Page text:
Living in Florida, the signs of autumn are a little harder to discern. There are no trees sporting a bright red/orange/yellow coat of leaves, and while the air is a wee bit cooler and the humidity is far more reasonable, it's certainly not the crisp chilly autumn of my youth, nobody is bundled up in sweaters and scarves, and the frost is absolutely not on the pumpkin.
The signs of autumn are far more subtle than other places I've lived. Oh there are a few indications: the Halloween costumes on display at Walmart, pumpkin spice latte signs in the Starbucks windows and of course, my favourite, apples for sale in the farm market.
Pumpkins are nice, don't get me wrong. I do love pumpkin pies, pumpking cakes, pumpkin breads and while I am not very good at it, I've been known to carve a jack-o-lantern or two in my time, but apples, there is my little autumn heartbeat.
My favourite eating apple is a McIntosh. Hard to come by down here but my local farm market carries them for a few weeks and I eat them just as fast as I can buy them. Granny Smith of course, are best for baking. And then there are roughly a zillion or so other types of apples on display and I need to try them all. The only ones so far that I definitely do not care for are the ones most often seen in ads and commercials, Delicious apples. The name sounds so appealing but I just do not like them at all. Pretty to look at but no thank you to eating.
Courtland, Macs, honey crisp, Figi's, Pink Lady, on my the list does go on and on. Johnny Appleseed knew what he was about when he planted apples willy nilly. Apples are not just a great sign of my favourite of all seasons, Fall, but they are so versatile. Caramel apples, toffee apples, candy apples yum. Pretty much any apples on a stick is a good idea. Apples pies, cakes, cookies, tarts, crisps, turnovers, Yes I love them all. Apple cider, apple butter, applesauce, apple bread, all divine. In fact, better than divine, they are divoon (thank you Stacy). Apples with porkchops, apples with sauerkraut, apples with sweet potatoes and bacon. Apple in salad, apples with pears, apples in chutney and compote too. Baked apples, fried apples, dried apples and the dried apple dolls my great grandmother used to make, mercy!
I like my fruit seasonally, I admit. Strawberries in June, Peaches in August and apples in October and then stop until the next season. I am aware that I can probably find most fruits any time of year nowadays but somehow it takes part of the delight of it all away from the experience. When I wait until those apples (for example) are ready in the fall, when they snap when I bite into them and the juice sprays out onto my chin and I end up wiping it off with the back of my hand and slurping a bit to not waste a drop, when the taste is both sweet and tart and the flesh is firm to the touch but not rock hard, when there is so much flavor the room is scented by them as soon as I sit them in a bowl on the table.....well I would rather experience that for a few weeks a year and glut on them at that time before eagerly awaiting the next perfect apple season, than eat a mediocre or tasteless, mealy mooshy imperfect apple year 'round.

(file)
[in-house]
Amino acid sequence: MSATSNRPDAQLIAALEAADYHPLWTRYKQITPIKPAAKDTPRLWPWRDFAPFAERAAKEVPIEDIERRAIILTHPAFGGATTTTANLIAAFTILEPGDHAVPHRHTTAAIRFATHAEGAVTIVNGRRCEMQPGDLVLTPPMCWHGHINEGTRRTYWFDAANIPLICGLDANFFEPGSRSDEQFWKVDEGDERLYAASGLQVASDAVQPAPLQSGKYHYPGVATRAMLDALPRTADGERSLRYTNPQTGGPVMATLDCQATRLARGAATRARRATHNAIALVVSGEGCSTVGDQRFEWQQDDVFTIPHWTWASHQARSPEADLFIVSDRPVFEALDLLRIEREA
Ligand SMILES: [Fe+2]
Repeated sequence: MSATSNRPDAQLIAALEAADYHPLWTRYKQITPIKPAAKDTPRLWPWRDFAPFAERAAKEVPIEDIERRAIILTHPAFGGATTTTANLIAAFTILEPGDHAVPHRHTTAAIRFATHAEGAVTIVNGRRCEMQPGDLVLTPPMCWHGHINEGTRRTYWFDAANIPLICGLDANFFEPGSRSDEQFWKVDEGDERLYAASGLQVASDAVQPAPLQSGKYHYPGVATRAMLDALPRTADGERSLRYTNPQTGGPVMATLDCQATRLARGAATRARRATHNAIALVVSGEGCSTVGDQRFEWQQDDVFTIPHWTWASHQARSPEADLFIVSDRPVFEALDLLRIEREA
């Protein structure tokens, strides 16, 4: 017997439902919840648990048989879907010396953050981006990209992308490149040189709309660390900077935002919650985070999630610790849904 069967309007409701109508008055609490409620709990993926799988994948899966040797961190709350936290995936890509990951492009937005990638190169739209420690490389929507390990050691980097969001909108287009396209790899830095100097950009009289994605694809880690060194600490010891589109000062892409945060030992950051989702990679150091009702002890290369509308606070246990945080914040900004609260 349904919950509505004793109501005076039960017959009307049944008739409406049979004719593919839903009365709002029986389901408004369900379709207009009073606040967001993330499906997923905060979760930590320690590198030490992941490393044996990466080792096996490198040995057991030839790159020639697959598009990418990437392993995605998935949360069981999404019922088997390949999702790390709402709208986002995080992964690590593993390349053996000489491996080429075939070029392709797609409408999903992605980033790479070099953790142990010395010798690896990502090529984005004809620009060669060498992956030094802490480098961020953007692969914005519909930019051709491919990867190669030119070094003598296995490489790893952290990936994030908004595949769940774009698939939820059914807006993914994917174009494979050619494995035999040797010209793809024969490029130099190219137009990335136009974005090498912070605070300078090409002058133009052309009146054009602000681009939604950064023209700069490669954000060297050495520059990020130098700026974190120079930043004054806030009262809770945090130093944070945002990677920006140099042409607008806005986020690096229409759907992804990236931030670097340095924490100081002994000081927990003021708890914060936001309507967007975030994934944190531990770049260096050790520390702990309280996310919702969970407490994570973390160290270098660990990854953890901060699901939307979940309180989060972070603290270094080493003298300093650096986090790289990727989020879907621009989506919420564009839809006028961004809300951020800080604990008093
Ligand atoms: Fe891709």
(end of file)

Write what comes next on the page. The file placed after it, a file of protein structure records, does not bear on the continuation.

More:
Not to imply that perfect apples look perfect because they most definitely do not! It's not about how they look, it's about how they taste, how they smell, how they feel in your hand. About the size of a softball, about the same firmness too. No signs of worms living within of course, but a few gentle bruises don't put me off. I will rinse it under the tap and shin it up on my shirt. I do not know why a shirt shined apple tastes better than and unshined one, but it does. But they might be oddly shaped, lumpy and awkward. The perfect apple probably does not sit well on the countertop, which is why they are corralled by bowl in my house.
As a kid we prolonged the apple experience by having arbitrary rules. First the apple eater had to twist off the stem while saying the alphabet. supposedly, the letter the stem broke off on was the first letter of the name of the person the eater would marry. This was a VERY important step. Some people then peeled their apples. If you peeled it, the peel was supposed to come off in one perfect spiral. I like the peel myself so that was a non-issue for me (unless I'm baking of course). If sharing an apple, it would probably be cut first in half, so that the lovely heart shape of the core was revealed, the shiny brown seeds glistening within then in quarters and then again for little wedges of apple. We would flick the seeds callously to the ground. We were warned to not eat the seed for fear that they would take root in our little bellies and grow inside of us! We would caution each other but giggle while we said it, even as little children we knew how silly that idea was. Then we would crunch away, gobbling up that appleish goodness, then lick our fingers clean. Sometimes the dog would lick our fingers clean for us. What's a few germs between friends eh?
When I was in college, I very rarely managed to get to the cafeteria for meals due to my work and school schedule. So instead I walked a few blocks to a mom & pop grocery store and bought a bag of apples and a box a cookies then stashed them in my dorm room closet. I pretty much lived on those through the autumn. It was enough and it was perfect.
I've already eaten my apple today and I have enough to get me through this first week of October. It may not keep the doctor away, as in the old saying, but every October you will find me at a farm market with a bag, a peck, a bushel of apples until they are gone once again. Then I will wait until next year to dive in and indulge, once again, in my happy appleness!
What is your favourite first sign of Autumn?
Yup, this is me. Some people said, "Sam, you should write a Blog". "Well, there's a thought", I thought to myself. And so here it is.